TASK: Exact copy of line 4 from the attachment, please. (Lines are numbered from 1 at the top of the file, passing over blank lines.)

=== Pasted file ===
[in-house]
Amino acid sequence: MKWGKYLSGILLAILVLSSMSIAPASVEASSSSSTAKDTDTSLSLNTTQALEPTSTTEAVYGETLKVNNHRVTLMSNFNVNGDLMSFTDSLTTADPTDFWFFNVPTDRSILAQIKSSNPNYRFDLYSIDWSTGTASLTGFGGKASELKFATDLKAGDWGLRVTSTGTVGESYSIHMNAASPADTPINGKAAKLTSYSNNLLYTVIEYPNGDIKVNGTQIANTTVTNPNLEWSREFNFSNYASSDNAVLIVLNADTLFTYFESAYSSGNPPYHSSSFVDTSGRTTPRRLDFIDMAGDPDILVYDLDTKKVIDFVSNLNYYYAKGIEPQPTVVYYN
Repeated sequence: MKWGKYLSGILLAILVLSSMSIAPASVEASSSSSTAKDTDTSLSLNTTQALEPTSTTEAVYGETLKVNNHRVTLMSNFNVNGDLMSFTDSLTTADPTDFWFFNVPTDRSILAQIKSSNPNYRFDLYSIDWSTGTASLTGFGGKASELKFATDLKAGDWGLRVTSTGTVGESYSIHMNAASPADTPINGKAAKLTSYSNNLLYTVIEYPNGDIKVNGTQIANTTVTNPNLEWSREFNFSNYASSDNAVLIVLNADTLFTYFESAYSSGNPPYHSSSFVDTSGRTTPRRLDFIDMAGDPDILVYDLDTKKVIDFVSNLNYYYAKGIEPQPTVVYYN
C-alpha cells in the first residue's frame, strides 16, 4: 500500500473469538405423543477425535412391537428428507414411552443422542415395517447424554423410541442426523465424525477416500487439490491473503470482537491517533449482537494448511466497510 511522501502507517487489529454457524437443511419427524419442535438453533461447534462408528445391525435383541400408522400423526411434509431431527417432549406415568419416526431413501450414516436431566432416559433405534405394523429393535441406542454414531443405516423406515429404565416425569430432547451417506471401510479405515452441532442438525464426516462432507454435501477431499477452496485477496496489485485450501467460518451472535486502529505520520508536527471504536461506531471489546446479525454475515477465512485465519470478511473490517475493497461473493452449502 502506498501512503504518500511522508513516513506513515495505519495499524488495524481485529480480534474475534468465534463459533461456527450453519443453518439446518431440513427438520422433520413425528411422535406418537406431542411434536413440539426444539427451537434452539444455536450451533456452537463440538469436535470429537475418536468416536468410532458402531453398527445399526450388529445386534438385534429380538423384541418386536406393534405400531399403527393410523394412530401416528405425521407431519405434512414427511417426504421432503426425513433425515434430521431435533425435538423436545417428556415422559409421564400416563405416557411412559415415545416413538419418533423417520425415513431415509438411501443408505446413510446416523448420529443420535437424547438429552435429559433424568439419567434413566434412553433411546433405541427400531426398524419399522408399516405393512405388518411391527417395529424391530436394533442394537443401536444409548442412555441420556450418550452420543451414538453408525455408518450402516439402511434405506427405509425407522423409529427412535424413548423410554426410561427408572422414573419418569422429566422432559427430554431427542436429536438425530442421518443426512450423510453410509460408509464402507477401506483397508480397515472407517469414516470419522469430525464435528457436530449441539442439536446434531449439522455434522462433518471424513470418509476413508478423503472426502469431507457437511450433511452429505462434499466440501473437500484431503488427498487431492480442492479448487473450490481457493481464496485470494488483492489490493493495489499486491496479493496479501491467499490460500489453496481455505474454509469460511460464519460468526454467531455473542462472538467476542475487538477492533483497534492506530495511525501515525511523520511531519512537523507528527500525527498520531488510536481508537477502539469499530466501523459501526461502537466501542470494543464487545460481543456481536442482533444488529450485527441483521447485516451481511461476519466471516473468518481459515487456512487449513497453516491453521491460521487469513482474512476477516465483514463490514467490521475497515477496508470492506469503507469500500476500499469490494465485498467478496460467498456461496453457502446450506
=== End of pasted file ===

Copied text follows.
C-alpha cells in the first residue's frame, strides 16, 4: 500500500473469538405423543477425535412391537428428507414411552443422542415395517447424554423410541442426523465424525477416500487439490491473503470482537491517533449482537494448511466497510 511522501502507517487489529454457524437443511419427524419442535438453533461447534462408528445391525435383541400408522400423526411434509431431527417432549406415568419416526431413501450414516436431566432416559433405534405394523429393535441406542454414531443405516423406515429404565416425569430432547451417506471401510479405515452441532442438525464426516462432507454435501477431499477452496485477496496489485485450501467460518451472535486502529505520520508536527471504536461506531471489546446479525454475515477465512485465519470478511473490517475493497461473493452449502 502506498501512503504518500511522508513516513506513515495505519495499524488495524481485529480480534474475534468465534463459533461456527450453519443453518439446518431440513427438520422433520413425528411422535406418537406431542411434536413440539426444539427451537434452539444455536450451533456452537463440538469436535470429537475418536468416536468410532458402531453398527445399526450388529445386534438385534429380538423384541418386536406393534405400531399403527393410523394412530401416528405425521407431519405434512414427511417426504421432503426425513433425515434430521431435533425435538423436545417428556415422559409421564400416563405416557411412559415415545416413538419418533423417520425415513431415509438411501443408505446413510446416523448420529443420535437424547438429552435429559433424568439419567434413566434412553433411546433405541427400531426398524419399522408399516405393512405388518411391527417395529424391530436394533442394537443401536444409548442412555441420556450418550452420543451414538453408525455408518450402516439402511434405506427405509425407522423409529427412535424413548423410554426410561427408572422414573419418569422429566422432559427430554431427542436429536438425530442421518443426512450423510453410509460408509464402507477401506483397508480397515472407517469414516470419522469430525464435528457436530449441539442439536446434531449439522455434522462433518471424513470418509476413508478423503472426502469431507457437511450433511452429505462434499466440501473437500484431503488427498487431492480442492479448487473450490481457493481464496485470494488483492489490493493495489499486491496479493496479501491467499490460500489453496481455505474454509469460511460464519460468526454467531455473542462472538467476542475487538477492533483497534492506530495511525501515525511523520511531519512537523507528527500525527498520531488510536481508537477502539469499530466501523459501526461502537466501542470494543464487545460481543456481536442482533444488529450485527441483521447485516451481511461476519466471516473468518481459515487456512487449513497453516491453521491460521487469513482474512476477516465483514463490514467490521475497515477496508470492506469503507469500500476500499469490494465485498467478496460467498456461496453457502446450506